This type of basic assumption group is the basis of suggestion. The patient is vulnerable to suggestion from the analyst because he accepts the analyst’s ideas uncritically in the desperate belief that doing so will cure him of his maladies. The analyst is vulnerable to making suggestions because of his need to cure himself of the problems associated with his internal objects by curing them in his patients.
Psychoanalysis brings a critical and discriminating focus to the deep emotionality involved in the uncritical, non-discriminating, and vital basic assumption relationships permeating the analysis. Psychoanalysis itself has had a long and complex relationship to the specific type of basic assumption activity known as suggestion. We shall examine this in detail in the next two chapters.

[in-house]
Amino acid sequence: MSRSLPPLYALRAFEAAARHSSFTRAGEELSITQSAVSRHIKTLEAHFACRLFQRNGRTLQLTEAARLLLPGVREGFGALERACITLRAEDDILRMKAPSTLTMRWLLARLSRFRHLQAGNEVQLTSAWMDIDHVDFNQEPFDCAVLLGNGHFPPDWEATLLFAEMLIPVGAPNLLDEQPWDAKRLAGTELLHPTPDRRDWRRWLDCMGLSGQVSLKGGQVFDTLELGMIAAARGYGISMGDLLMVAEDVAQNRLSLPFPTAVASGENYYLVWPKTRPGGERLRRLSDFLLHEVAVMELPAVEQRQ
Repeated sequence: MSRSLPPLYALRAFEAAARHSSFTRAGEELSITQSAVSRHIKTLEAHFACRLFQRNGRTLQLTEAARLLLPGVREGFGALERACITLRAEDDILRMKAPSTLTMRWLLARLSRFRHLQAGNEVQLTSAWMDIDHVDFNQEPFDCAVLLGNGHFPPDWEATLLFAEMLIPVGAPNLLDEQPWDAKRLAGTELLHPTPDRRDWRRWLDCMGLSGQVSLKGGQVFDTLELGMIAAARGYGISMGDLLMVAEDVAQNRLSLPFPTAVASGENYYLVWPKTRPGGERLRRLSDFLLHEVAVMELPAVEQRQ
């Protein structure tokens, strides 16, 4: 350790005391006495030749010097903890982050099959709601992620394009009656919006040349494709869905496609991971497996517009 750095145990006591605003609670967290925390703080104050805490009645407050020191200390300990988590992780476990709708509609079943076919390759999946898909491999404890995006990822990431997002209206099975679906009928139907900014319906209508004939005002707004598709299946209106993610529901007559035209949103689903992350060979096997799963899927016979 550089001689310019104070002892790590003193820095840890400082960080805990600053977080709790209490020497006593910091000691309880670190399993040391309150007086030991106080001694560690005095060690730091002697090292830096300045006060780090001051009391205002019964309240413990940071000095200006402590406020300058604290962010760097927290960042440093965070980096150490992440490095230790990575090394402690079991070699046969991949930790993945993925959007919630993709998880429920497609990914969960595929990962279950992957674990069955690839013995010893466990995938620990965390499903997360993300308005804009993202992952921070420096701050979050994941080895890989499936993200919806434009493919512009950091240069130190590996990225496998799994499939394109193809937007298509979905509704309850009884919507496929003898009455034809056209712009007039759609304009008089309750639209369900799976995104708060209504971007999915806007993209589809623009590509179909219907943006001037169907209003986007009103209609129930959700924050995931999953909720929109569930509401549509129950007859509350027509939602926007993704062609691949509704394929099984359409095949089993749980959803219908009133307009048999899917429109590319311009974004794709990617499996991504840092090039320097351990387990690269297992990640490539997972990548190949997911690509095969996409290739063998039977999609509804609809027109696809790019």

- 1 Tropism is the tendency of plants to grow in certain ways—for example, towards light (phototropism) or up from the ground (negative geotropism). The tropisms Bion decoded from the behavior of his groups correspond to what he called the “protomental” level of mental life.
- 2 As we shall see, these circumstances are the basis for the power of suggestion. If we picture the practitioner of suggestion as the leader of a group consisting of himself and his patient, both have a powerful motive to avoid scepticism. The patient believes because scepticism threatens to cut him off from the suggestionist’s authority—a source of meaning and vitality—and the suggestionist believes because any hint of scepticism will diminish his power.
Wilfred Bion. Experiences in Groups. Basic Books, New York, 1961.
Sigmund Freud. Group psychology and the analysis of the ego. The Standard Edition of the Complete Psychological Works of Sigmund Freud, 18:69—143, 1921.